Leagues and Governing Bodies

Start of NHL season marked by lower attendance league wide

There is "room for concern" across the NHL, as fans have not "been showing up in force like they were" during the '19-20 season, according to Sean Shapiro of THE ATHLETIC. Teams have "typically sold out their home openers," but in many cases, turnout has "dropped." The Penguins' sellout streak ended after 14 years, the Predators sellout streak is "in peril," and the Blackhawks had a crowd below capacity for the first time in 535 games in Sunday’s loss to the Red Wings. The Maple Leafs, who admittedly have "had on-ice performance issues," are averaging 18,351 fans through four home games. Since the team moved to Scotiabank Arena full time in '99, the Maple Leafs have "never had an average attendance below 19,000." During the '19-20 season, before the COVID-19 shutdown, the average attendance at an NHL game was 17,423 fans per game. This season that average has "already dropped to 16,256 through 74 games," and it is "likely that number is going to drop this week with 28 of the 32 teams already having already hosted their home opener -- and most likely sellout option -- in the early season." Teams have "scrambled to capture the long-term ticket holder, with teams typically allowing season-ticket holders to roll their already-paid season tickets into the 2022-23 season if they have any reservations, one way or the other, when it comes to COVID-19 protocols." Teams also have "seen interest wane in full-season packages" (THEATHLETIC.com, 10/26).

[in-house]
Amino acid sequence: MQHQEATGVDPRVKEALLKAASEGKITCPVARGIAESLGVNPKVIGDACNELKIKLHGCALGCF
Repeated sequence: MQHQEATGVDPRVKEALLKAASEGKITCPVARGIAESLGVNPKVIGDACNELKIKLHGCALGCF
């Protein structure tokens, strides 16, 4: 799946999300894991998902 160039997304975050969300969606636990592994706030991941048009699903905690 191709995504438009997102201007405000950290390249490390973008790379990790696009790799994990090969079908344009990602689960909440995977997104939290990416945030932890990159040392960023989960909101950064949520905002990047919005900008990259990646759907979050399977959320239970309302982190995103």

For the first time since moving into Scotiabank Arena full time in '99, the Maple Leafs are not averaging 19,000 fans per gameGETTY IMAGES

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